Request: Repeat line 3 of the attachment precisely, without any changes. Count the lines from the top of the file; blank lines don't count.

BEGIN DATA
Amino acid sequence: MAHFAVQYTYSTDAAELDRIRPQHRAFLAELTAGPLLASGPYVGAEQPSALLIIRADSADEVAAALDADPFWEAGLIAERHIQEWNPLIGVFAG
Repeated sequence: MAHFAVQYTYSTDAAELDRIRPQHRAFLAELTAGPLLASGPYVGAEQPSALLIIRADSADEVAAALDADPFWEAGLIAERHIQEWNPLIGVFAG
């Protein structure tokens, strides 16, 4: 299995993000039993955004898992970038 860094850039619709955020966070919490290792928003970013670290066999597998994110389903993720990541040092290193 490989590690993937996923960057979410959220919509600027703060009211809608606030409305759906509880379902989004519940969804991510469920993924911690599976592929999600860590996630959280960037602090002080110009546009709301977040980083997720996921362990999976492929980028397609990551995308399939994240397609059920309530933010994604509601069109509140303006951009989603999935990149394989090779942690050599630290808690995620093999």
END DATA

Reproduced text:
């Protein structure tokens, strides 16, 4: 299995993000039993955004898992970038 860094850039619709955020966070919490290792928003970013670290066999597998994110389903993720990541040092290193 490989590690993937996923960057979410959220919509600027703060009211809608606030409305759906509880379902989004519940969804991510469920993924911690599976592929999600860590996630959280960037602090002080110009546009709301977040980083997720996921362990999976492929980028397609990551995308399939994240397609059920309530933010994604509601069109509140303006951009989603999935990149394989090779942690050599630290808690995620093999």